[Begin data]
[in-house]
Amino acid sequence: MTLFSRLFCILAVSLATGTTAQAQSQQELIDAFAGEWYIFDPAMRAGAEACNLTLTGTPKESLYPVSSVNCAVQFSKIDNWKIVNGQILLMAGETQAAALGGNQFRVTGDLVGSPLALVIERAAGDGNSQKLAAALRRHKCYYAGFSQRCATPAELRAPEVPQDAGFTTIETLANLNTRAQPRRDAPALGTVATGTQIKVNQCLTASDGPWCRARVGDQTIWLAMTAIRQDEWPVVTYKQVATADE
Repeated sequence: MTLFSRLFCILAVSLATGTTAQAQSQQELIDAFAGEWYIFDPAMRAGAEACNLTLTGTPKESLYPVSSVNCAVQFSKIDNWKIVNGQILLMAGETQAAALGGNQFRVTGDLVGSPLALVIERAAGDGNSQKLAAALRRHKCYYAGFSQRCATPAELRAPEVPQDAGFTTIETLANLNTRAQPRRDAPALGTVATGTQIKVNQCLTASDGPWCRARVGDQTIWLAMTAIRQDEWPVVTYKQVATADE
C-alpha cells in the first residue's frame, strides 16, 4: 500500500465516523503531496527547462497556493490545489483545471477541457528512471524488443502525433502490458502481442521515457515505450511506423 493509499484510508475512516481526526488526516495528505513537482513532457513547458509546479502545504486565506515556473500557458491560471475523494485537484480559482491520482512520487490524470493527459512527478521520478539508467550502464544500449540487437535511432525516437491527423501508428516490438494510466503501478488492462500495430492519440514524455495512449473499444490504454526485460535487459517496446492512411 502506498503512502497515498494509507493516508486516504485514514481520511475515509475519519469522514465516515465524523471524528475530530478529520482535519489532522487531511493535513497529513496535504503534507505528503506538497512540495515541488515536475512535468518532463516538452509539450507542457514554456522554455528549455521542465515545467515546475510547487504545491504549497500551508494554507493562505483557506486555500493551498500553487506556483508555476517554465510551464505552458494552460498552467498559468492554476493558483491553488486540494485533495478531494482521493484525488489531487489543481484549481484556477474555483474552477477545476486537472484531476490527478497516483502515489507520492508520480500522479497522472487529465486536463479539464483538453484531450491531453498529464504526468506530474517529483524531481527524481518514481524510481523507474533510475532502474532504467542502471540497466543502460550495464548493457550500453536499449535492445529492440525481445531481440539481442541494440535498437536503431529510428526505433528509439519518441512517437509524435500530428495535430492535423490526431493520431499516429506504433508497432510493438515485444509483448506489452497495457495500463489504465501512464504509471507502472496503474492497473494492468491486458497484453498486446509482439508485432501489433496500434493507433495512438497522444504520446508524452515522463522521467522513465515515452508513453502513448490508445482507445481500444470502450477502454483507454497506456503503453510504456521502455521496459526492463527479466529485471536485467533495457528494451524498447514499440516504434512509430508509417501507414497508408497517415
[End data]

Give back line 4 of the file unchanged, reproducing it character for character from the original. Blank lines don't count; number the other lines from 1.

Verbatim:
C-alpha cells in the first residue's frame, strides 16, 4: 500500500465516523503531496527547462497556493490545489483545471477541457528512471524488443502525433502490458502481442521515457515505450511506423 493509499484510508475512516481526526488526516495528505513537482513532457513547458509546479502545504486565506515556473500557458491560471475523494485537484480559482491520482512520487490524470493527459512527478521520478539508467550502464544500449540487437535511432525516437491527423501508428516490438494510466503501478488492462500495430492519440514524455495512449473499444490504454526485460535487459517496446492512411 502506498503512502497515498494509507493516508486516504485514514481520511475515509475519519469522514465516515465524523471524528475530530478529520482535519489532522487531511493535513497529513496535504503534507505528503506538497512540495515541488515536475512535468518532463516538452509539450507542457514554456522554455528549455521542465515545467515546475510547487504545491504549497500551508494554507493562505483557506486555500493551498500553487506556483508555476517554465510551464505552458494552460498552467498559468492554476493558483491553488486540494485533495478531494482521493484525488489531487489543481484549481484556477474555483474552477477545476486537472484531476490527478497516483502515489507520492508520480500522479497522472487529465486536463479539464483538453484531450491531453498529464504526468506530474517529483524531481527524481518514481524510481523507474533510475532502474532504467542502471540497466543502460550495464548493457550500453536499449535492445529492440525481445531481440539481442541494440535498437536503431529510428526505433528509439519518441512517437509524435500530428495535430492535423490526431493520431499516429506504433508497432510493438515485444509483448506489452497495457495500463489504465501512464504509471507502472496503474492497473494492468491486458497484453498486446509482439508485432501489433496500434493507433495512438497522444504520446508524452515522463522521467522513465515515452508513453502513448490508445482507445481500444470502450477502454483507454497506456503503453510504456521502455521496459526492463527479466529485471536485467533495457528494451524498447514499440516504434512509430508509417501507414497508408497517415